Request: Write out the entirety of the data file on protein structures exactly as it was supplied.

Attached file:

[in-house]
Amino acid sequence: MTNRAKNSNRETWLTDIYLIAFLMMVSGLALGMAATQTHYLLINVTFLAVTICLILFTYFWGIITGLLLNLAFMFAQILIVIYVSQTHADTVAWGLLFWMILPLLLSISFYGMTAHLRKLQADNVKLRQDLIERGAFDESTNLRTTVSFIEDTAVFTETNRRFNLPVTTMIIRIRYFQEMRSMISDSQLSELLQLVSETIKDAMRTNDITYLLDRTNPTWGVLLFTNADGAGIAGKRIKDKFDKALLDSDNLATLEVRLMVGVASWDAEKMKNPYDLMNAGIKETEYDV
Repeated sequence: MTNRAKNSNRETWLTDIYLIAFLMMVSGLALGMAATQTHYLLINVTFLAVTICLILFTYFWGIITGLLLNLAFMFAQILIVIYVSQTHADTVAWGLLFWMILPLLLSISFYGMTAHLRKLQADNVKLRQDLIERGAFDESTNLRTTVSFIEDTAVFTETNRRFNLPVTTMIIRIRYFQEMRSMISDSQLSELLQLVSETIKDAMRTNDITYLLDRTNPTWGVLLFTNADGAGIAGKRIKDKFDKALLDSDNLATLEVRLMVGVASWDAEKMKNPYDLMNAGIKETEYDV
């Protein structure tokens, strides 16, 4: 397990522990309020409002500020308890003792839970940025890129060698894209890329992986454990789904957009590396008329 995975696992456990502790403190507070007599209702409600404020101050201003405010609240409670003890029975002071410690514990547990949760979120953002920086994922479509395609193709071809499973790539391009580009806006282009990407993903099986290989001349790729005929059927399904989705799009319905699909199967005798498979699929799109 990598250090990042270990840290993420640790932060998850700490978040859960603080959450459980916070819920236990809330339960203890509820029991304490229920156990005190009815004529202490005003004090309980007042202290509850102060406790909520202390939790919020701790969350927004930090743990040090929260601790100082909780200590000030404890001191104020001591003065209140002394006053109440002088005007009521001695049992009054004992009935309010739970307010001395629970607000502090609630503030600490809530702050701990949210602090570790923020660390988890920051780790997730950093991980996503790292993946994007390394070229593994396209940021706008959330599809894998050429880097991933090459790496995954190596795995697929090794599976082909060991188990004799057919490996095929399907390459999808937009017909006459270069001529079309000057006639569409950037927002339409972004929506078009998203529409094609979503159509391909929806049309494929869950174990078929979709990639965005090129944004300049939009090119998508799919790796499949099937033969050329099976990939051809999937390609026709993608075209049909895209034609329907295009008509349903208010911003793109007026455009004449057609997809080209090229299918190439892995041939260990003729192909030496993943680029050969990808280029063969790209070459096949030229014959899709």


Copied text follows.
[in-house]
Amino acid sequence: MTNRAKNSNRETWLTDIYLIAFLMMVSGLALGMAATQTHYLLINVTFLAVTICLILFTYFWGIITGLLLNLAFMFAQILIVIYVSQTHADTVAWGLLFWMILPLLLSISFYGMTAHLRKLQADNVKLRQDLIERGAFDESTNLRTTVSFIEDTAVFTETNRRFNLPVTTMIIRIRYFQEMRSMISDSQLSELLQLVSETIKDAMRTNDITYLLDRTNPTWGVLLFTNADGAGIAGKRIKDKFDKALLDSDNLATLEVRLMVGVASWDAEKMKNPYDLMNAGIKETEYDV
Repeated sequence: MTNRAKNSNRETWLTDIYLIAFLMMVSGLALGMAATQTHYLLINVTFLAVTICLILFTYFWGIITGLLLNLAFMFAQILIVIYVSQTHADTVAWGLLFWMILPLLLSISFYGMTAHLRKLQADNVKLRQDLIERGAFDESTNLRTTVSFIEDTAVFTETNRRFNLPVTTMIIRIRYFQEMRSMISDSQLSELLQLVSETIKDAMRTNDITYLLDRTNPTWGVLLFTNADGAGIAGKRIKDKFDKALLDSDNLATLEVRLMVGVASWDAEKMKNPYDLMNAGIKETEYDV
């Protein structure tokens, strides 16, 4: 397990522990309020409002500020308890003792839970940025890129060698894209890329992986454990789904957009590396008329 995975696992456990502790403190507070007599209702409600404020101050201003405010609240409670003890029975002071410690514990547990949760979120953002920086994922479509395609193709071809499973790539391009580009806006282009990407993903099986290989001349790729005929059927399904989705799009319905699909199967005798498979699929799109 990598250090990042270990840290993420640790932060998850700490978040859960603080959450459980916070819920236990809330339960203890509820029991304490229920156990005190009815004529202490005003004090309980007042202290509850102060406790909520202390939790919020701790969350927004930090743990040090929260601790100082909780200590000030404890001191104020001591003065209140002394006053109440002088005007009521001695049992009054004992009935309010739970307010001395629970607000502090609630503030600490809530702050701990949210602090570790923020660390988890920051780790997730950093991980996503790292993946994007390394070229593994396209940021706008959330599809894998050429880097991933090459790496995954190596795995697929090794599976082909060991188990004799057919490996095929399907390459999808937009017909006459270069001529079309000057006639569409950037927002339409972004929506078009998203529409094609979503159509391909929806049309494929869950174990078929979709990639965005090129944004300049939009090119998508799919790796499949099937033969050329099976990939051809999937390609026709993608075209049909895209034609329907295009008509349903208010911003793109007026455009004449057609997809080209090229299918190439892995041939260990003729192909030496993943680029050969990808280029063969790209070459096949030229014959899709």